Postcolonial Literatures Unit 2 Chronicle of A Death Foretold

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Postcolonial Literatures Unit 2 Chronicle of A Death Foretold

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Chronicle of A Death Foretold





1. What language do Santiago and his father speak when the two are alone?

Ans: They speak in Arabic.

2. Which girl is Santiago betrothed to?

Ans: Flora Miguel. 

3. At what time of day was Santiago Nasar killed?

Ans: Around six A.M.

4. Who performed the autopsy on Santiago Nasar? 

Ans: Father Carmen Amador. 

5. How does Bayardo San Roman react after he discovers that Angela Vicario, his new bride, is not a virgin? 

Ans: He tries himself to drink death.

6. What social construct most clearly influenced Vicario brothers’ motive to murder Santiago Nasar?

Ans: Honour.

7. Who yelled to Santiago Nasar to run to his house? 

Ans. Clotilde Armenta.

8. Why does Angela Vicario wear red the day her family leaves town?

Ans: To show that she is not in mourning foe her secret lover. 

9. What does Santiago Nasar dream of on the night before his death?

Ans: Santiago dreamed of trees. 

10. Who does Santiago Nasar expect to arrive by steamboat at 5:30 A.M.? 

Ans: The bishop.

11. Which attribute did Santiago not inherit from his father, Ibrahim Nasar?

Ans: Sixth sense.

12. Where was a note of warning left for Santiago, undiscovered until after his death? 

Ans: Under Victoria Guzman’s door.

13. Why is Angela Vicario returned to her parents’ house on the night of her wedding? 

Ans: Santiago took her virginity.

14. What does Bayardo San Roman win in a raffle and deliver to Angela Vicario’s house as a birthday gift? 

Ans: A music box.

15. How did Poncio Vicario lose his sight? 

Ans: Years of fine gold smithing

16. What does Bayardo buy for Angela from the widower Xius? 

Ans: A beautiful farmhouse.

17. What is Puca Vicario’s response when Bayardo brings Angela home on her wedding night?

Ans: Beating Angela.

18. Where do the Vicario twins wait for Santiago overnight? 

Ans: Clothilde Armenta’s milk shop.

19. What does the butcher Faustino  Santos do after sharpening the Vicario brothers’ knives? 

Ans: Inform a police officer.

20. Who encourages Pablo to follow through with his revenge plan? 

Ans: Prudencia Cotes, his fiancée.

21. Why is Father Carmen Amador distracted when Clothilde Armenta attempts to inform him of the Vicario twins’ plan? 

Ans: The Bishop’s arrival.

22. When the narrator visits Maria Alejandrina Cervantes after the autopsy, why does she refuse him?

Ans: He smells like Santiago.

23. What does Pablo Vicario do after serving his three-year sentence in prison? 

Ans: He becomes a goldsmith.

24. When Bayardo arrives at Angela’s embroidery workshop, what is inside the suitcase he is carrying? 

Ans: Angela’s unopened letters.

25. What does Angela wear on the day the Vicario family leaves town?

Ans: A bright red dress.

26. What mistake can Placida Linero never forgive herself for after her son’s death?

Ans: Misinterpreting Santiago’s dream.

27. Where has the narrator retrieved the information he recounts to us?

Ans: The investigative magistrate’s report.

28. Why does Colonel Lazaro Aponte believe the Vicarios will not follow through with their threats? 

Ans: He confiscated their knives.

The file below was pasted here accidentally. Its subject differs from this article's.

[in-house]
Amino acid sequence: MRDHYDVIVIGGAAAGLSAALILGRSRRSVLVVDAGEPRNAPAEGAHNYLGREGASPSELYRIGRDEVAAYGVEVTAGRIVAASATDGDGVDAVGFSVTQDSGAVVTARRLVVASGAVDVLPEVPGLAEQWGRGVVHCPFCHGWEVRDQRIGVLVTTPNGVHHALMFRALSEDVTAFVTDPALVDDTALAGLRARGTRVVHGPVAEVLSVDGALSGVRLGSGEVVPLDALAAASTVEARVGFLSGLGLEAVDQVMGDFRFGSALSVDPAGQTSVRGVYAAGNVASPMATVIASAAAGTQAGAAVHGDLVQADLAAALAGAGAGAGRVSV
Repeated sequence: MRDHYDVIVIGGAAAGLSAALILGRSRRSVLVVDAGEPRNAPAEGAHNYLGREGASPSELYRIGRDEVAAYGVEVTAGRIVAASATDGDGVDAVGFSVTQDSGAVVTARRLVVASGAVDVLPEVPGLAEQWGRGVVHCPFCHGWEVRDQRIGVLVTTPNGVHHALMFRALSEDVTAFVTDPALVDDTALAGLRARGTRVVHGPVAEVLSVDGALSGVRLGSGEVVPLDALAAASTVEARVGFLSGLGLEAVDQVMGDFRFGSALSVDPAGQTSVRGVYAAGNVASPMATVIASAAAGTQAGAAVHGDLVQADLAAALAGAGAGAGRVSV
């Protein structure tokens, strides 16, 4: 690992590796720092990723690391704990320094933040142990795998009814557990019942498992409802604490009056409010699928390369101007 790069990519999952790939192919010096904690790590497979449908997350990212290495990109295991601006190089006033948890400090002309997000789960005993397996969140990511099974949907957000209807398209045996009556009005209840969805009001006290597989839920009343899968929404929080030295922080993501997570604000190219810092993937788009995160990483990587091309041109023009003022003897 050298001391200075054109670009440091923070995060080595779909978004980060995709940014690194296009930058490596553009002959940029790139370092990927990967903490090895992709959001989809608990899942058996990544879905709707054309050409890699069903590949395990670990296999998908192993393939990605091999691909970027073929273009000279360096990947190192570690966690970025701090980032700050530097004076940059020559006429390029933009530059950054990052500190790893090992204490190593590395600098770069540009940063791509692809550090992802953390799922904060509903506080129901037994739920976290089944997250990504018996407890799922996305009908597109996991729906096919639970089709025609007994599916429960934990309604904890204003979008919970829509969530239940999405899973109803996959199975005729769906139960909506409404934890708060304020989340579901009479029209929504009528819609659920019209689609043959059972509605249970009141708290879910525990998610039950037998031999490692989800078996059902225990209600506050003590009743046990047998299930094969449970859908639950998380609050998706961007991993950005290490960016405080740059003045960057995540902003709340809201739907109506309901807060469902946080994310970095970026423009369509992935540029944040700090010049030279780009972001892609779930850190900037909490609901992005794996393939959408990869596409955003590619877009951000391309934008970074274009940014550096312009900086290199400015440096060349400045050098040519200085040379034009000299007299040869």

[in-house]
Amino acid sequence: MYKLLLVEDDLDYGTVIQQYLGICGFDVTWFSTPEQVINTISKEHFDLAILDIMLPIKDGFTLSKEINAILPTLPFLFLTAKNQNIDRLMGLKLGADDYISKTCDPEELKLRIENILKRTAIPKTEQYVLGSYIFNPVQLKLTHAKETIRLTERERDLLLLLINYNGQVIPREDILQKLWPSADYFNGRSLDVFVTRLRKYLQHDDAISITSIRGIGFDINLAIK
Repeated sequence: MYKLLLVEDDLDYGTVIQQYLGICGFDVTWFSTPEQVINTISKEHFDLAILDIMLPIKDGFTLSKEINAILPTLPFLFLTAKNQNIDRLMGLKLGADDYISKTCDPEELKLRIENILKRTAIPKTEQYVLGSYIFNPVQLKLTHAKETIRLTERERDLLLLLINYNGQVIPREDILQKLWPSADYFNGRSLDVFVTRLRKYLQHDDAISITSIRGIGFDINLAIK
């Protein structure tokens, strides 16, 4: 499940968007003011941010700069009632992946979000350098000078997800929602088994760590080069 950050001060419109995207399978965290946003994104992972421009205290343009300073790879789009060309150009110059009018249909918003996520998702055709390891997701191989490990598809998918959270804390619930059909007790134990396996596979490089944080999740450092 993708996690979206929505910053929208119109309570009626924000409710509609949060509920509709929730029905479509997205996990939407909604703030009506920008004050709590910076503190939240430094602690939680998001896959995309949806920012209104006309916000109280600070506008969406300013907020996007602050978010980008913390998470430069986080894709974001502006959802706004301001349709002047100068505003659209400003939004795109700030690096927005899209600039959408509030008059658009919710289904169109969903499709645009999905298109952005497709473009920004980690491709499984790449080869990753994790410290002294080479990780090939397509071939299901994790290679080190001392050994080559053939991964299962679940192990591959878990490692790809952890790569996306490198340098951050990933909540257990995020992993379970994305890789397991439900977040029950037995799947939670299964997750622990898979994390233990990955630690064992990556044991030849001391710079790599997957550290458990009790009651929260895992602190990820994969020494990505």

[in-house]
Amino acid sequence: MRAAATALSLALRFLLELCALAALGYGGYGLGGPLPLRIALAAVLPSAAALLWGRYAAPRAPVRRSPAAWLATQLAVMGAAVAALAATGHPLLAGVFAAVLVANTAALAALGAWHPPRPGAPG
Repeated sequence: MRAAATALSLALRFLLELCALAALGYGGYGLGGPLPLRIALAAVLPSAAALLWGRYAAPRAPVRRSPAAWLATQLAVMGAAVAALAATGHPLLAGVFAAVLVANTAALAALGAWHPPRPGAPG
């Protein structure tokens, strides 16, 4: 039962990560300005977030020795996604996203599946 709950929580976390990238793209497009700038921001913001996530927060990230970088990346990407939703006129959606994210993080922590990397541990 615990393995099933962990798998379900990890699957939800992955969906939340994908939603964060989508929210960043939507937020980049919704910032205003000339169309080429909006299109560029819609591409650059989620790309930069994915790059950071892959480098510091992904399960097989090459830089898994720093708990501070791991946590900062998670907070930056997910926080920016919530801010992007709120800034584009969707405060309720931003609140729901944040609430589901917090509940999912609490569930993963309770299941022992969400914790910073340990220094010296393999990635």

29. What does the narrator believe was never conveyed to Santiago before his death?

Ans: Angela’s accusation.

30. Where did Santiago finally die after walking a hundred yards with his stab wounds? 

Ans: His kitchen.


1. Why do you think that Gabriel García Márquez used real names in his text? How does this decision influence the reader’s experience of the narrative?

Ans: The way that Márquez uses names in Chronicle of a Death Foretold emblematizes the confusion between reality, fiction, and form. The story itself is based on a real occurrence, but the novel, while seemingly journalistic, uses anecdotal information as often as it presents the reader with the facts of the murder. For example, the narrator spends a few pages discussing the fact that Santiago Nasar was in love with Maria Alejandrina Cervantes at the age of fifteen, but he does not ever clarify whether or not Santiago Nasar was guilty of the crime he died for. Clarification of the second point, in terms of the plot, is a much more important question to answer, and the novel never answers it. In addition, the novel does not “chronicle” the events as the title leads the reader to expect that it will-the narrative shifts between the past and the present. 

Because the novel does not answer many questions, it accurately shows the reader how confusing all of the events surrounding the murder were when it occurred. In real life, nobody is ever sure whether or not the student that was murdered was guilty of the crime he committed or not, or whether or not he had idea why he was dying. The same is true for the narrator: even at the end of the book, he doesn’t know any more than when he began. But because the narrative constantly displays a sense of imminent disclosure, the reader feels cheated when the novel fails to disclose important information. The reader expects conclusions because Chronicle of a Death Foretold is misleadingly purposeful in its tone.

2. What cultural aspects of the Colombian town affect the course of events leading up to the murder?

Ans: The concept of honor shapes the actions of everyone in the Colombian town where the murder occurs. This is one of the strongest differences between the Spanish culture presented in the novel and American culture. In America, the strict adherence to hierarchical, traditional ideals is far less practised, even in the 1950s, and the definition of gender roles was less misogynistic than it is in the novel. The double standard regarding women’s virginity is much less strongly enforced in the United States. It is very improbable that a woman would be returned to her house and beaten simply because she lost her virginity before she was married. And it is even less likely that the woman’s brothers would go out and murder the man who took her virginity-in America, such an action would be judged as first-degree murder, and the culprits would have been locked up for decades. However, within the Colombian town, the Vicario twins are largely condoned for their crime.because they murdered Santiago in order to uphold their sister’s honor. Honour, in Colombia at that time, was worth killing for. In America, murdering someone was a crime excused only by insanity; in Colombia, the cultural norms appeared to supersede the law.